Statement by Wilfried Pabst, founder Sango Wildlife Conservancy, commenting on the termination of the “Rewild Zambezi” partnership between the Savé Valley Conservancy as well as the Sango Wildlife Conservancy and Great Plains Foundation.
October 20, 2022
Great Plains Foundation and its staff have made numerous recent public statements that are misleading, factually incorrect, and damaging to the reputation of Savé Valley Conservancy (SVC) and Sango Wildlife Conservancy (Sango).
In 2022, the Savé Valley Conservancy and the Sango Wildlife Conservancy entered into a partnership with the Great Plains Foundation under which they committed to donate wildlife at no cost to the Rewild Zambezi project. The SVC’s conservation model based on the use of and funding by sustainable hunting proved to be highly successful. The relocation was prepared with anticipation of the ever growing wildlife herds and the known inability to increase the SVC’s landmass at the same time. A Memorandum of Understanding (MOU) was agreed as the basis for this relocation of a total of ~2,700 wild animals, planned over a two year period.
In the MOU, Great Plains Foundation and all pledged to coordinate public outreach efforts with its partners and not to discredit its partners’ reputations in any way. This pledge was not honored by the Great Plains Foundation. The SVC and Sango repeatedly attempted to get the Great Plains Foundation to honor this agreement and to engage in factual, truthful reporting. Great Plains Foundation rejected these interventions and continued to make misleading statements. Among others and as an example, the following inaccurate statements were disseminated:
“…animals will die if they are not relocated…”
“…animals would be culled if they are not relocated…”
“…It costs $10,000 to relocate each elephant…”
“…to save 400 elephants from drought…” –
“…Climate change has made food and water scarce in the Save…”
“…Kill them or relocate them…”
In order to protect Sango’s and my reputation from the effects of this behavior, the consequences this might have for our credibility and reputation built over nearly 30 years, and our >130 employees, we felt compelled to terminate our partnership with the Great Plains Foundation.
After six successful relocations of wildlife in the past (including 100 elephants, rhinos) and the proof of how good conservation through sustainable use besides other successful models use can be, Sango will do everything in their power to assist and help find safe destinations for the remaining animals of this project and in the future.
Detailed information about our conservation model, the situation in the Savé Valley and a list of “fact checks” of the misleading GPF statements is available upon request.
Please send your requests to: press@sango- wildlife.com
About Savé Valley Conservancy & Sango Wildlife Conservancy
30 years of successful sustainable use
The Savé Valley Conservancy was formed over 30 years ago after an epic drought brought an end to cattle ranching and with it, the realisation that wildlife was the only viable future for the area. This dovetailed perfectly with the arrival of the first Black Rhino which had been moved from the Zambezi Valley where they were being poached to extinction.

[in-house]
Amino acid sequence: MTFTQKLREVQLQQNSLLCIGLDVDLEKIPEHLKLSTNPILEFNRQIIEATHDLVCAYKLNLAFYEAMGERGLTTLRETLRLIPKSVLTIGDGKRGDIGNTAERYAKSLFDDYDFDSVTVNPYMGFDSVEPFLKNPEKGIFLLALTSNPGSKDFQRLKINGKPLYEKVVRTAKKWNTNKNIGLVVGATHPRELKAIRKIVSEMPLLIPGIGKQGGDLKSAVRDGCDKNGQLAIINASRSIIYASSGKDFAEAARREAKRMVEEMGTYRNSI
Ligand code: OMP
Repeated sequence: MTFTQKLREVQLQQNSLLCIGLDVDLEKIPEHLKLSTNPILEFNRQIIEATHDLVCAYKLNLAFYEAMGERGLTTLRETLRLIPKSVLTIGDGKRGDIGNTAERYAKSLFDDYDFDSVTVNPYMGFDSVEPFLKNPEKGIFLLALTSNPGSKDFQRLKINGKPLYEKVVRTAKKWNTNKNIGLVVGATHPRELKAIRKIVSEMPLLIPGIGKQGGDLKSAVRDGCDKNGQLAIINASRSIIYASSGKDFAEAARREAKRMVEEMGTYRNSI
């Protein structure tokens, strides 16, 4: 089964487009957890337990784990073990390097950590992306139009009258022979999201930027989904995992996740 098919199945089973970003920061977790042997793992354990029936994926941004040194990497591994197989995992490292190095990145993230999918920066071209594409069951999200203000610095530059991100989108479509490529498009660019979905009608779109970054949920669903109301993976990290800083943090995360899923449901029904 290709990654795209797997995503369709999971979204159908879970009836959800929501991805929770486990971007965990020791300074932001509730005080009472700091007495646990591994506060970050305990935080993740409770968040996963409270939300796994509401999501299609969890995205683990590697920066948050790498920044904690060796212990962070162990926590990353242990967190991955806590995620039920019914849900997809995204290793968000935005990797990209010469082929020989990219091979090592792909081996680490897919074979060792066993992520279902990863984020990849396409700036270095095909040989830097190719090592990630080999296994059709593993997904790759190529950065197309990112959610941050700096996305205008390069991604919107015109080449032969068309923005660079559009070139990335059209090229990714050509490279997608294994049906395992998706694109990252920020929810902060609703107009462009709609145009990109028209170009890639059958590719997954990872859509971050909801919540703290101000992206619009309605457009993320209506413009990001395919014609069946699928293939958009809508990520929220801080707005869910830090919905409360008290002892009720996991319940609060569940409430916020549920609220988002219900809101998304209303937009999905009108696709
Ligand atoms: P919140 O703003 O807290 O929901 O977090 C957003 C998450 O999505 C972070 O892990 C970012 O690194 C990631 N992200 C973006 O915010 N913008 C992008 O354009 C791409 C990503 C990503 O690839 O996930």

All internal fences were removed from an area totaling 3,442sq km and a 350 km electrical double perimeter fence was constructed. Approximately 4,000 animals of 14 species were reintroduced, including elephants in the largest translocation of that species ever undertaken.
As is well known the sustainable hunting model was chosen as the business model to fund this visionary project and the clear results achieved are exceptionally positive.
Because of the size of the area and the enormous habitat diversity contained therein the conservation of the full range of indigenous mammals was possible and the ecological value of the area is today considerably greater than that of most game areas in southern Africa. Wildlife populations increased rapidly, including those of several threatened and endangered species, and the SVC developed into a conservation area of global significance. Amongst others, the SVC now contains a viable population of critically endangered black rhinos, a healthy number of endangered African wild dogs, a rapidly growing population of African lions and significant populations of other threatened species, such as southern ground hornbills, lappet faced vultures, elephants, cheetahs, and white rhinos.
Plans to involve surrounding communities in the Conservancy were initiated early on with the formation of the Save Valley Conservancy Community Trust.
The successful model in the Save Valley follows WWF’s trophy hunting policy from July 2016:
Human population pressures on the SVC boundaries were addressed by erecting a 350 km fence on the outside of the SVC facilitating rural agriculture to exist outside but side by side with the SVC’s wildlife thriving within. However, the fence and the human habitation beyond by their nature eliminated all natural migrations of wildlife species under pressure and thus the conservation success of the SVC also created its challenge: overpopulation of some species such a elephants, other plains game and lions to mention a few.
Therefore the idea of destocking wildlife species by donating and thus translocating them to underpopulated conservation areas was born. In this the 7th such translocation, Great Plains Foundation had become and were made partner until today.